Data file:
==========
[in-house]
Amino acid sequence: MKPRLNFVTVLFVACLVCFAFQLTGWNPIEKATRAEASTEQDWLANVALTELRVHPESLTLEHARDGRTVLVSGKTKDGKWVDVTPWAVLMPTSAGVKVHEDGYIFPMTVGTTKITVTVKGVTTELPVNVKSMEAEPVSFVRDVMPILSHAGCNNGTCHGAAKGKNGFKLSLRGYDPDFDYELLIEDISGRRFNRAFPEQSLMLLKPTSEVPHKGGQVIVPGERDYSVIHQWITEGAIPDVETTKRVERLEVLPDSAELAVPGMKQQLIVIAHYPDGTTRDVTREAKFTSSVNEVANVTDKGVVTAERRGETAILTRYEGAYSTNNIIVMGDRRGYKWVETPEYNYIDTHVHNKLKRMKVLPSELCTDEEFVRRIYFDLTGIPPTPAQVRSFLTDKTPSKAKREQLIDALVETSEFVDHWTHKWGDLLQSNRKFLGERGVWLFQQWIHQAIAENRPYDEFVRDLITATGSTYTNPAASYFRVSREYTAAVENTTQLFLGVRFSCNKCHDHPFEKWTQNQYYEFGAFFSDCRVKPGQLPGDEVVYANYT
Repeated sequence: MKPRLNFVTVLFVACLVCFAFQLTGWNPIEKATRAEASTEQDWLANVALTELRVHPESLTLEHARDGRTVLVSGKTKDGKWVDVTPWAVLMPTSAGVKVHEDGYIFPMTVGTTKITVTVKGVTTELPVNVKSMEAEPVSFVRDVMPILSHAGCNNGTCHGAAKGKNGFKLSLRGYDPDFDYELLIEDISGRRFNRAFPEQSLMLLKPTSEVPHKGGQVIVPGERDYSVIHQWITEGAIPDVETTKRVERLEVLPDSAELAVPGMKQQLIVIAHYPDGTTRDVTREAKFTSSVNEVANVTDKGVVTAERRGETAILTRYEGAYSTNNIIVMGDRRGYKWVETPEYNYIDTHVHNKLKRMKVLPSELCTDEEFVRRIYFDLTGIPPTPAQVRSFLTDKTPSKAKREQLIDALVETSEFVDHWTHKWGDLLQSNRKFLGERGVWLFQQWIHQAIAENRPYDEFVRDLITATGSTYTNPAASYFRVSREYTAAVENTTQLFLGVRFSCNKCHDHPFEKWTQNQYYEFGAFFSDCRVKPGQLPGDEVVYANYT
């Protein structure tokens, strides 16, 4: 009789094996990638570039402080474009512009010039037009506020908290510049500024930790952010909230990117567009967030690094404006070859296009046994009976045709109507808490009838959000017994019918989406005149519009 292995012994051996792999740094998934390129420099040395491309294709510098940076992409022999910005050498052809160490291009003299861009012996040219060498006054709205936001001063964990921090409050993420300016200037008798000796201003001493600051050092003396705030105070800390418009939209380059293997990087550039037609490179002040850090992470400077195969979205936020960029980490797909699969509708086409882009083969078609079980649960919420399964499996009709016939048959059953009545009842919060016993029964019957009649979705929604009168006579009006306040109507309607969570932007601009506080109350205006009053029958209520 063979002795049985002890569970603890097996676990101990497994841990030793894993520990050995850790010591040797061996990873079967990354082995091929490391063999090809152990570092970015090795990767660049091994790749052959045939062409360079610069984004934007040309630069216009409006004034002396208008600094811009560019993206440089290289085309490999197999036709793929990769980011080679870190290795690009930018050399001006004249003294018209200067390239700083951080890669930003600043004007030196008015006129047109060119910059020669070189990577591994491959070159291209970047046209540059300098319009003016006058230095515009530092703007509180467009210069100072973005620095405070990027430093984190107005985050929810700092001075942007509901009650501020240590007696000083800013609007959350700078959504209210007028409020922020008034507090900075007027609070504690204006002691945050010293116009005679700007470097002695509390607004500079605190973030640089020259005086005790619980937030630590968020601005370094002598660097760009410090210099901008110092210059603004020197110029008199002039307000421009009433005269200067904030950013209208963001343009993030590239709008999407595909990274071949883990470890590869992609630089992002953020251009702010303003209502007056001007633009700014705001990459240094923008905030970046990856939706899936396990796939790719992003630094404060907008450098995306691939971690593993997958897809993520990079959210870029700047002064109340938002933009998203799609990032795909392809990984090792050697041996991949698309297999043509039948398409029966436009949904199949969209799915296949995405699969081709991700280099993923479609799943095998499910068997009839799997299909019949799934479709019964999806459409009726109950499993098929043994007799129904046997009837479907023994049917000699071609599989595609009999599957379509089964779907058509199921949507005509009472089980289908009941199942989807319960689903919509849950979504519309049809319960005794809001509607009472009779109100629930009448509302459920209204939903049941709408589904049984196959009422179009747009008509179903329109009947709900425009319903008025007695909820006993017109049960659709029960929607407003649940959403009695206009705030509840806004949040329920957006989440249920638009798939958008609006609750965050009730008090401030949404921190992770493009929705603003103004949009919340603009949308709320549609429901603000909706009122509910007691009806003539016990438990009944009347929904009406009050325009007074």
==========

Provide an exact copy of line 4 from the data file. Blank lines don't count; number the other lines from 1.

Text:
């Protein structure tokens, strides 16, 4: 009789094996990638570039402080474009512009010039037009506020908290510049500024930790952010909230990117567009967030690094404006070859296009046994009976045709109507808490009838959000017994019918989406005149519009 292995012994051996792999740094998934390129420099040395491309294709510098940076992409022999910005050498052809160490291009003299861009012996040219060498006054709205936001001063964990921090409050993420300016200037008798000796201003001493600051050092003396705030105070800390418009939209380059293997990087550039037609490179002040850090992470400077195969979205936020960029980490797909699969509708086409882009083969078609079980649960919420399964499996009709016939048959059953009545009842919060016993029964019957009649979705929604009168006579009006306040109507309607969570932007601009506080109350205006009053029958209520 063979002795049985002890569970603890097996676990101990497994841990030793894993520990050995850790010591040797061996990873079967990354082995091929490391063999090809152990570092970015090795990767660049091994790749052959045939062409360079610069984004934007040309630069216009409006004034002396208008600094811009560019993206440089290289085309490999197999036709793929990769980011080679870190290795690009930018050399001006004249003294018209200067390239700083951080890669930003600043004007030196008015006129047109060119910059020669070189990577591994491959070159291209970047046209540059300098319009003016006058230095515009530092703007509180467009210069100072973005620095405070990027430093984190107005985050929810700092001075942007509901009650501020240590007696000083800013609007959350700078959504209210007028409020922020008034507090900075007027609070504690204006002691945050010293116009005679700007470097002695509390607004500079605190973030640089020259005086005790619980937030630590968020601005370094002598660097760009410090210099901008110092210059603004020197110029008199002039307000421009009433005269200067904030950013209208963001343009993030590239709008999407595909990274071949883990470890590869992609630089992002953020251009702010303003209502007056001007633009700014705001990459240094923008905030970046990856939706899936396990796939790719992003630094404060907008450098995306691939971690593993997958897809993520990079959210870029700047002064109340938002933009998203799609990032795909392809990984090792050697041996991949698309297999043509039948398409029966436009949904199949969209799915296949995405699969081709991700280099993923479609799943095998499910068997009839799997299909019949799934479709019964999806459409009726109950499993098929043994007799129904046997009837479907023994049917000699071609599989595609009999599957379509089964779907058509199921949507005509009472089980289908009941199942989807319960689903919509849950979504519309049809319960005794809001509607009472009779109100629930009448509302459920209204939903049941709408589904049984196959009422179009747009008509179903329109009947709900425009319903008025007695909820006993017109049960659709029960929607407003649940959403009695206009705030509840806004949040329920957006989440249920638009798939958008609006609750965050009730008090401030949404921190992770493009929705603003103004949009919340603009949308709320549609429901603000909706009122509910007691009806003539016990438990009944009347929904009406009050325009007074």